Cannabis Medicine Certificate
The graduate certificate in Cannabis Medicine is designed to equip health professionals with the understanding of current cannabinoid therapies and their health effects.
The legal cannabis industry is projected to be one of the fastest growing sectors of the US economy over the next decade. There are, however, few educational programs that prepare scientists, researchers, and clinicians to join this burgeoning field.
Cannabis – as marijuana – has traditionally been included in the educational curricula of health care professionals only as a drug of abuse. In recent years, much has been learned about the endocannabinoid system and the physiological impacts of both endogenous and exogenous cannabinoids. In this certificate program, gaining an understanding of the science underlying endocannabinoids, phytocannabinoids, and synthetic cannabinoids as well as their clinical applications will help to close the educational gap. Expert faculty will provide a didactic and interactive experience for health care professionals who choose to obtain the fully accredited Certificate in Cannabis Medicine from Thomas Jefferson University, one of the most highly respected health sciences universities in the United States.
This certificate is offered in partnership with the Center for Forensic Science Research & Education. For over twenty years the Center has been at the forefront of the forensic community, providing novel developments in research, training and education in the forensic sciences. Their internationally recognized staff have partnered with the Institute of Emerging Health Professions at Thomas Jefferson University to provide an unparalleled learning experience in this emerging field.
Through participation of this course students will:
- Apply clinical and basic sciences knowledge to identify appropriate cannabis therapies for specific medical conditions.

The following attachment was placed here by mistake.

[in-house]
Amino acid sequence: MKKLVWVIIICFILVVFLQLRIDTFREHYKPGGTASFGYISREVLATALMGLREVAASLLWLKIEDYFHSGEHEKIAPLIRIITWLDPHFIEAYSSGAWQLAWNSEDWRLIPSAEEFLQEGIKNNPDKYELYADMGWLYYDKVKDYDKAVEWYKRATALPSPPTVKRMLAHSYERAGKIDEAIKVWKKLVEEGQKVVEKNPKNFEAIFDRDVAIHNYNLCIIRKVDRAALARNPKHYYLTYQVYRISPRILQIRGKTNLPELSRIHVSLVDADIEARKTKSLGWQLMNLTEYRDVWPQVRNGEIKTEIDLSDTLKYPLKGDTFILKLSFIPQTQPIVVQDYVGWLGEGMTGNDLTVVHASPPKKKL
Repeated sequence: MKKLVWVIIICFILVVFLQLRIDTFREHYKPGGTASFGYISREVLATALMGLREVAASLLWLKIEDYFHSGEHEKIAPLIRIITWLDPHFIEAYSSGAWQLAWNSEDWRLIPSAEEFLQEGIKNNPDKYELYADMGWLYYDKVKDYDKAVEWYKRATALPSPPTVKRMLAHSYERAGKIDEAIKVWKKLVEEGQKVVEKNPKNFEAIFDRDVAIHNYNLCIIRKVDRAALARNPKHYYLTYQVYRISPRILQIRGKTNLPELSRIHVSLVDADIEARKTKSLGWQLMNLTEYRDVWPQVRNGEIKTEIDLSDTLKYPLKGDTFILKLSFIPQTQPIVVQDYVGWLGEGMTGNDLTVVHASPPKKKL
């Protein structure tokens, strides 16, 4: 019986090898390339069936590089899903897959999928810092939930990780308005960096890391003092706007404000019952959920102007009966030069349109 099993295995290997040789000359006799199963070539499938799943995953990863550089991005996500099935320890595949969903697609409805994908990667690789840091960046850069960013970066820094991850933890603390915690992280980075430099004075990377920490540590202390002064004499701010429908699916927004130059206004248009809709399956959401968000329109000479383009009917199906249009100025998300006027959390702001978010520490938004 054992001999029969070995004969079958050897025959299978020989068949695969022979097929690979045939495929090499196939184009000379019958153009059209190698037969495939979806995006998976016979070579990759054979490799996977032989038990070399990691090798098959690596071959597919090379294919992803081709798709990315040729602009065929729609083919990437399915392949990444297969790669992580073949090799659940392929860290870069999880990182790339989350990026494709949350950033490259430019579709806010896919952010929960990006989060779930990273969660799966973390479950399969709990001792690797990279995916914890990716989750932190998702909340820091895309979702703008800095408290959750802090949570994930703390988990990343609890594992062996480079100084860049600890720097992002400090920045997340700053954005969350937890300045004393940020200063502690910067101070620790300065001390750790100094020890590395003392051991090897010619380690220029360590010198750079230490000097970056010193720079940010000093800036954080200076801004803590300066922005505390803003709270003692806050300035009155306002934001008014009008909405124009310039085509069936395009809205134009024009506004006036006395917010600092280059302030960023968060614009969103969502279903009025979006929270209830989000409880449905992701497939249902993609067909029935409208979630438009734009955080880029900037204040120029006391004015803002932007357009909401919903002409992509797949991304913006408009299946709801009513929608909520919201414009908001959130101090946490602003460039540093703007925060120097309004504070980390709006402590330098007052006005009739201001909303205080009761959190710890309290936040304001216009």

- Explain mechanisms of action, functional roles, and absorption/distribution/metabolism/excretion of cannabinoids in humans.
- Determine medical cannabis/cannabinoids proper administration and safe dosing, and identify its physical, psychiatric and psychological effects.
|Course Number||Course Name||Credit Hours|
|CMD 503||*Pathology Potentially Responsive to Cannabis||3|
|CMD 504||*Conventional & Cannabinoid Therapy of Disease||3|
|CMD 505||*Health Implications of Medicinal Cannabis||3|
Brooke Worster, MD
Dr. Brooke Worster completed her internal medicine and chief residency at Temple University and her pain and palliative care fellowships at Massachusetts General Hospital and Dana Farber Cancer center.
She is an associate professor of medicine in the Thomas Jefferson University and Sidney Kimmel Medical College and practices full time Supportive Medicine and cancer pain management as the Medical Director of the Neu Center for Supportive Medicine and Cancer Survivorship. She is active teaching faculty for the medical students, residents and fellows. Her research interests, for which she has earned grant support involve pain management in cancer patients as well as the effects of medical marijuana on quality of life, polypharmacy as well as clinician perceptions and knowledge around medical cannabis.
Sara Jane Ward, PhD
Instructor, Cannabis Medicine Graduate Certificate
Dr. Sara Jane Ward is an Assistant Professor in the Center for Substance Abuse Research, Lewis Katz School of Medicine, Temple University.
She earned her PhD in neuroscience at Wake Forest University in Winston-Salem NC. Dr. Ward is currently working on several projects to elucidate the therapeutic potential of non-psychoactive cannabinoids, including studies supported by the National Institutes of Health and Department of Defense investigating the efficacy of cannabidiol for the treatment of peripheral and central neuropathic pain. Other projects include investigating the efficacy of cannabidiol and synthetic cannabinoids on a range of nervous system targets including stroke, traumatic brain injury, and addiction.